Anu Holopainen’s Sub-Dermals is a dystopian vision of a world where body modifications are the new norm and people without any modifications are excluded and despised. The more artificial and unnatural you have become, the better you are as a person. What matters the most is how you look, not who you are.
The book is a compilation of different types of texts: blog posts, direct narration, news items and transcriptions of TV-shows. The writing style suits the world of the novel and makes reading a new and exciting experience. The main plot handles the struggles of Jara, a 17-year-old natural boy, anxiously waiting to turn 18, become adult and enter the world of modifications. Jara is sick of being natural, of seeing in his body all the faults he would love to rid himself of.
Jara’s situation gets worse when his parents divorce and he is forced to live in two homes, acting as a negotiator between them. All the while, he is trying to find his true identity. Visiting his dad and his new partner in Helsinki, Jara meets some young people who oppose modifications and prefer themselves as more natural, just the way they are. They dance at a club called Ecoclub, which is some kind of a gentlemen’s club for those who want to enjoy the sight of unmodified bodies. Jara cannot understand why someone would not want to fix the obvious faults in their body and he talks about it repeatedly with his new friends.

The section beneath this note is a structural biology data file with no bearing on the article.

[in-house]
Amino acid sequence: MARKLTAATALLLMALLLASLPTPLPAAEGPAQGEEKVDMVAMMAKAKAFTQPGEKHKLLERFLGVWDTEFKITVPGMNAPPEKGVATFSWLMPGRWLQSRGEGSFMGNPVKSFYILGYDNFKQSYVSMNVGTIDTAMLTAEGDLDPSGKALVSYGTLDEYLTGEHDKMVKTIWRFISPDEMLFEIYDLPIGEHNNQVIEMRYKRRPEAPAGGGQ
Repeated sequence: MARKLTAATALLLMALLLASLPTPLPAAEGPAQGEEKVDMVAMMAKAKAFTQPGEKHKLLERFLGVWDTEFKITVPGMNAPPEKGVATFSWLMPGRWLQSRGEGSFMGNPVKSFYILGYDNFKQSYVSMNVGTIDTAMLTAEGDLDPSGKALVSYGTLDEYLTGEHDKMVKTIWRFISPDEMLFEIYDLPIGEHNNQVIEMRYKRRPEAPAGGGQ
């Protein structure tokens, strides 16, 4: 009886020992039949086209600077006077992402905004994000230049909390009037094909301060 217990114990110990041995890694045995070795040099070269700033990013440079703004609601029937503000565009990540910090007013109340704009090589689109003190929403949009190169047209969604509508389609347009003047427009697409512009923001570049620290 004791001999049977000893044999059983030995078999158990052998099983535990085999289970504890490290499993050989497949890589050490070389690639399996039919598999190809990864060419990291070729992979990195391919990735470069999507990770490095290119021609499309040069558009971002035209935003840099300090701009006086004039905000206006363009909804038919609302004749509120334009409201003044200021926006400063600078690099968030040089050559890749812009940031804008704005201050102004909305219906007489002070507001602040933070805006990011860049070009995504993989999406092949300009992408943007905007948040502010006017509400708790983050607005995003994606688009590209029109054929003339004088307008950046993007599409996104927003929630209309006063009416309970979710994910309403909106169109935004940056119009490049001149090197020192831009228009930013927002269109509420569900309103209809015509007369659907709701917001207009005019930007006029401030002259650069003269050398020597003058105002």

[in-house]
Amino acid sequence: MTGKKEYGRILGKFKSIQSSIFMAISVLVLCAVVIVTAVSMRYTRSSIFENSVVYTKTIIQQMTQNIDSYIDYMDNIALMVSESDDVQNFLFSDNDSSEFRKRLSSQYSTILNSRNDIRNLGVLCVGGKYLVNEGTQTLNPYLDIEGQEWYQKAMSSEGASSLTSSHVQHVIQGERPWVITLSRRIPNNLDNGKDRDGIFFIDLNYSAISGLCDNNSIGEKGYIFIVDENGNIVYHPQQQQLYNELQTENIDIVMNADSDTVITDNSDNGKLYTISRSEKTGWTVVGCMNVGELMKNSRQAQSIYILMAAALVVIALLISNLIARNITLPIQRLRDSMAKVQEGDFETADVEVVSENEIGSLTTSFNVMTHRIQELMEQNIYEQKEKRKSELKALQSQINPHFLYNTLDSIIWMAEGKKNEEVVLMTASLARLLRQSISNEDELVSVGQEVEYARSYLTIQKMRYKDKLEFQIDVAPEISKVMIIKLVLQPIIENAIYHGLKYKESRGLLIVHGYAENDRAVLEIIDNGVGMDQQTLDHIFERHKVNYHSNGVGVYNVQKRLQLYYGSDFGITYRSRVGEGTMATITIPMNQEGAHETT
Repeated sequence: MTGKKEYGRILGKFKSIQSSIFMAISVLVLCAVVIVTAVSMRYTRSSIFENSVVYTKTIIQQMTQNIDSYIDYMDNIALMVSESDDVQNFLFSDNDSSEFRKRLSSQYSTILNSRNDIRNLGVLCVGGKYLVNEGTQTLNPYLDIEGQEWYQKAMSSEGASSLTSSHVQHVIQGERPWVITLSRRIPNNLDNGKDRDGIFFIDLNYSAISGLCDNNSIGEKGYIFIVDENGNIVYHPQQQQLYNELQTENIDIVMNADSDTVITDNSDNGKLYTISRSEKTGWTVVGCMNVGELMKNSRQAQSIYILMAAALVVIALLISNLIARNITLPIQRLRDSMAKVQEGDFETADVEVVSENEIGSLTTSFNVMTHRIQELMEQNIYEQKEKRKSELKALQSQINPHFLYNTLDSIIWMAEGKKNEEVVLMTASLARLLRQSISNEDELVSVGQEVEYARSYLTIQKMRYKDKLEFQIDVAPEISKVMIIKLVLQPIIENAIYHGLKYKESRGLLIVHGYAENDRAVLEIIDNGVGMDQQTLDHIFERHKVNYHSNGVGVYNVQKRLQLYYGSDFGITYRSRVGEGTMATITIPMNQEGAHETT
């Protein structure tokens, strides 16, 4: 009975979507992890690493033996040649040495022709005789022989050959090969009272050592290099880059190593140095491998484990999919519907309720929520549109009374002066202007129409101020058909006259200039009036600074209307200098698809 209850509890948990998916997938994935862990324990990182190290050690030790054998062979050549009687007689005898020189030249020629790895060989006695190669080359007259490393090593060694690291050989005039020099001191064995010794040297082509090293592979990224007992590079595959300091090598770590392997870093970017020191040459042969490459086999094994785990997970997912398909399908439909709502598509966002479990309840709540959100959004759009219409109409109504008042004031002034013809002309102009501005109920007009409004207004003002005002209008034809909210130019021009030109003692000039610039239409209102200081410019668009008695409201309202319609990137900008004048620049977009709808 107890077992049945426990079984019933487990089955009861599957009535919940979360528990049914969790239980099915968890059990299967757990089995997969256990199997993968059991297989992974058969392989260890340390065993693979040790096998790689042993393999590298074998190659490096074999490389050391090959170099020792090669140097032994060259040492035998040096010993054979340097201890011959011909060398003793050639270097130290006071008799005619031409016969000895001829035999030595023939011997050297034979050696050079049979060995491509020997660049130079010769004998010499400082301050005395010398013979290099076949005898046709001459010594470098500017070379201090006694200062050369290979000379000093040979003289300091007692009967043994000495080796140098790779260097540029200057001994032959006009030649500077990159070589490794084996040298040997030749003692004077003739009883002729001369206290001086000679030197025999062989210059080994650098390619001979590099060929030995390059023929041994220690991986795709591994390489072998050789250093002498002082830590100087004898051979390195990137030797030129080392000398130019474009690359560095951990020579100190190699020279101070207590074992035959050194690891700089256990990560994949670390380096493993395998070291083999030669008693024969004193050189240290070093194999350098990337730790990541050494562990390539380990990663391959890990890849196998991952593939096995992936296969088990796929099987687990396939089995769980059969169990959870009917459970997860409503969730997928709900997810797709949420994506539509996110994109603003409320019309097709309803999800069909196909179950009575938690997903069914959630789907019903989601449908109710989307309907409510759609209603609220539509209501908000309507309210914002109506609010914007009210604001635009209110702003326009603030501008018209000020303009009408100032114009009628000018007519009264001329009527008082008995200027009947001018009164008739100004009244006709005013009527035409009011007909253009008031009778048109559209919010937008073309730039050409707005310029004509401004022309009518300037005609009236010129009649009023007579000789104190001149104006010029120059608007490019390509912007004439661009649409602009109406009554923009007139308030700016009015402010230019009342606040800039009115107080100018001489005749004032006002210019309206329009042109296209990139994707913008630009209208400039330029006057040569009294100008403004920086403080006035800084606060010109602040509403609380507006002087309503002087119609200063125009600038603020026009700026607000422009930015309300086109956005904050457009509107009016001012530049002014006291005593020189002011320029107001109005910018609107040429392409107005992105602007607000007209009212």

The other plot weaved throughout the book is the story of a girl who hides behind the nickname PlastikPrincess. She is underage and already collecting funds for her future modifications. Not all her methods are morally sound. The reader follows the story of PlastikPrincess by reading her blog. The fate of the girl who is interested only in her looks is anything but beautiful. Your looks can buy you company and interest, but it the price you have to pay may yield catastrophic results.
Sub-Dermals is a nuanced critique of our world: an outlook like this is plausible. The beauty standards we follow today are leading us to the point where aesthetic surgery (or as the book calls them, modifications) will increase because people are longing after perfection and a way to control their lives by controlling their looks. This is scary and worrisome. There is some talk about the ethical sides and problems of plastic surgery and also about its possible side effects. This is a very good and necessary book, which provokes the reader to think and makes them wonder what things in life are meaningful and where the world is heading.
Suvi Oksanen, 11/2016
Also by Anu Holopainen:
Kristallien valtakunta (Karisto 1996)
Boreaksen lapset (Karisto 1998)
Welman tytöt (Karisto 2003)